And was not the capital invested in such ventures "earned" by honest labor -- i.e. "work"? And, as such, was it not already taxed as income once? And further taxed for FICA purposes. You honestly beleive that the term "unearned income" actually represents income which was, in fact, "unearned"? Nobody worked to achieve it?

Your presence on this board suggests a conservative mindset. Yet, with these populist, class envy opinions, you call yourself a conservative...???

113 posted on 04/19/2012 11:37:16 AM PDT by okie01
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To: okie01

“Yet, with these populist, class envy opinions, you call yourself a conservative...???”

I have no class envy. I am a major benefactor of the tax breaks granted to the wealthiest. I had my own business for 15 years in the 80’s and 90’s and was in the top 1% to 2% of earners for each of those years. I made enough money to retire in my 40’s and have not had any “earned” income since I left work 17 years ago. My income has come from rents, dividends, capital gains and interest.

I remember well when the top tax bracket was 70%, which was too high. Thanks to Reagan’s leadership, it was reduced to 28% But many forget that under his Tax Reform Act of 1986, he set the capital gains rate at 28%, the same as for the top income tax bracket. Now capital gains are taxed at 15% and many of our conservative leaders want to eliminate them entirely.

I don’t believe there is any brightline test for conservatives that says you have to support lower taxes on the wealthy. We want taxes to be fair. For many years, conservatives felt that it was unfair that the wealthy had to pay a higher tax rate, and argued for a flat tax. Now apparently, it is in style to say that the wealthy should not have to pay as much. This is where I agree with Buffett when he says, “It is class warfare, and we (the rich) are winning.” It is a bit incredible to me to hear middle income earners get so upset about the prospect of my having to pay taxes at the same rate that they do. It’s a mystery how this came about.


114 posted on 04/19/2012 11:54:17 PM PDT by juno67
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To: juno67
I have no class envy. I am a major benefactor of the tax breaks granted to the wealthiest. I had my own business for 15 years in the 80’s and 90’s and was in the top 1% to 2% of earners for each of those years. I made enough money to retire in my 40’s and have not had any “earned” income since I left work 17 years ago. My income has come from rents, dividends, capital gains and interest.

Why, then, do you seem to feel guilty about it?

Why do you feel that investment income is "unearned income"?

Didn't you work for the money you've invested? Didn't you pay income taxes on it when you first earned it? Doesn't managing your investments involve work?

There is a sound philosophical basis for capital gains tax rates being lower than income tax rates? You honestly believe they should be higher?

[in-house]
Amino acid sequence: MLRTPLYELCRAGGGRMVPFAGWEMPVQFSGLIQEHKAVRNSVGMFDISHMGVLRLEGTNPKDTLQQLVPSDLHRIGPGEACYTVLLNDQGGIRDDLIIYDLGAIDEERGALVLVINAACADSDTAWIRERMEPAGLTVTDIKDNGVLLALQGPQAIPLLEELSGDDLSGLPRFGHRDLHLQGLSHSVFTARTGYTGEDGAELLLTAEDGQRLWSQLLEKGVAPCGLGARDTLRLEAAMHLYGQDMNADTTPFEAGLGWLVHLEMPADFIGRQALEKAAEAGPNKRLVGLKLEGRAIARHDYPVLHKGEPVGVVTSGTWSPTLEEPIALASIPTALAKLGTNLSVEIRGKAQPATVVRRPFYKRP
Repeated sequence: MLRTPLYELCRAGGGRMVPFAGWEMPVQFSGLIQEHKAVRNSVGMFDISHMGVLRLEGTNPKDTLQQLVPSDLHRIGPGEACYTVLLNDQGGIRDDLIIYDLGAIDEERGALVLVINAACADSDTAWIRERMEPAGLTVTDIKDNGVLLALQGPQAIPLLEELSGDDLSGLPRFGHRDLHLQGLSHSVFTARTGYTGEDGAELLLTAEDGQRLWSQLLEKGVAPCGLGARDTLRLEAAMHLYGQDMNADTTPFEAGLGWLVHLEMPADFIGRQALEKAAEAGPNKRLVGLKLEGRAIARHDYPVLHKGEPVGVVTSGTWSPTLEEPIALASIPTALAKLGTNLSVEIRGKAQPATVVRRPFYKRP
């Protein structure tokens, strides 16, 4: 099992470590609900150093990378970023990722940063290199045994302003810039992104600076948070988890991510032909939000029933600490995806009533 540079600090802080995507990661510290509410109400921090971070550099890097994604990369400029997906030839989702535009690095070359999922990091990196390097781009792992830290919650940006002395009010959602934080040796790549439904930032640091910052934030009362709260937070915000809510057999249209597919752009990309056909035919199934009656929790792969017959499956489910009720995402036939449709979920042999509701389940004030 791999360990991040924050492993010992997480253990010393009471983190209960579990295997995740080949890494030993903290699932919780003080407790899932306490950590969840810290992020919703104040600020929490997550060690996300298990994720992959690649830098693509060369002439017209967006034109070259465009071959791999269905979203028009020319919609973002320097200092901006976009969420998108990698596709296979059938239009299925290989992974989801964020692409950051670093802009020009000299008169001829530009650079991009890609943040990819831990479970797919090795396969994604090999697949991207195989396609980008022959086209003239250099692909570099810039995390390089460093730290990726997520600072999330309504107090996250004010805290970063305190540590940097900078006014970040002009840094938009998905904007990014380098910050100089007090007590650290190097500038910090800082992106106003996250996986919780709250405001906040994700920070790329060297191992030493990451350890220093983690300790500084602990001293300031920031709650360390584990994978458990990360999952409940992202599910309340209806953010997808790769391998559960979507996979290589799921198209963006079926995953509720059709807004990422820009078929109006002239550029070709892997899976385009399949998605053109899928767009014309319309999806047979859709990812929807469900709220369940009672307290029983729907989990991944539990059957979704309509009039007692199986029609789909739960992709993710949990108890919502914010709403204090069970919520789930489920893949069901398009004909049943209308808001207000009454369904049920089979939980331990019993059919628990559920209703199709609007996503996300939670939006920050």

So, maybe you don't qualify as a populist trading in class envy. I apologize for that mistaken assessment. But I don't see why you should feel guilty for being wealthy.

And I can readily imagine a lot of causes and charities -- not mention job-creating enterprises -- that deserve your perceived excess cash far more than the U.S. Treasury.

115 posted on 04/20/2012 2:54:30 PM PDT by okie01
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To: okie01

“Why, then, do you seem to feel guilty about it?” I don’t feel guilty about being given all these tax breaks. I didn’t lobby anyone for them. It’s just hard for me to figure why ordinary working people feel like they should pay more taxes so that the rich can pay less.

“Why do you feel that investment income is ‘unearned income’”?

Aha! You are revealing yourself to be an honest working guy, making your money from actual work. Unearned income

“...is any income that comes from sources other than employment (work). Examples of unearned income include interest from bonds, savings accounts, and other sources; dividends from stocks; capital gains from selling investments at a profit; and income from rental property.” http://www.investorglossary.com/unearned-income.htm

Of course, unearned income has significant tax advantages over earned income. Welcome to the world of the rich.

“There is a sound philosophical basis for capital gains tax rates being lower than income tax rates? You honestly believe they should be higher?” There are probably some sound reasons for doing almost anything to the tax code, however the reason for giving rich people in the US a serious tax break for making millions of dollars buying and then selling VALE (a Brazilian mining company)is beyond my understanding. By the way, lots of millionaires made a lot of money doing just that. Likewise, investing in Chinese ETF’s. Anyway, I’m not sure that anyone has shown that the amount of investing has ever been seriously affected by the tax rate on capital gains. Buffett says he doesn’t remember anyone turning down one of his recommended deals when capital gains taxes were at 40% because they were worried about their tax rate. I know it has never affected my investing.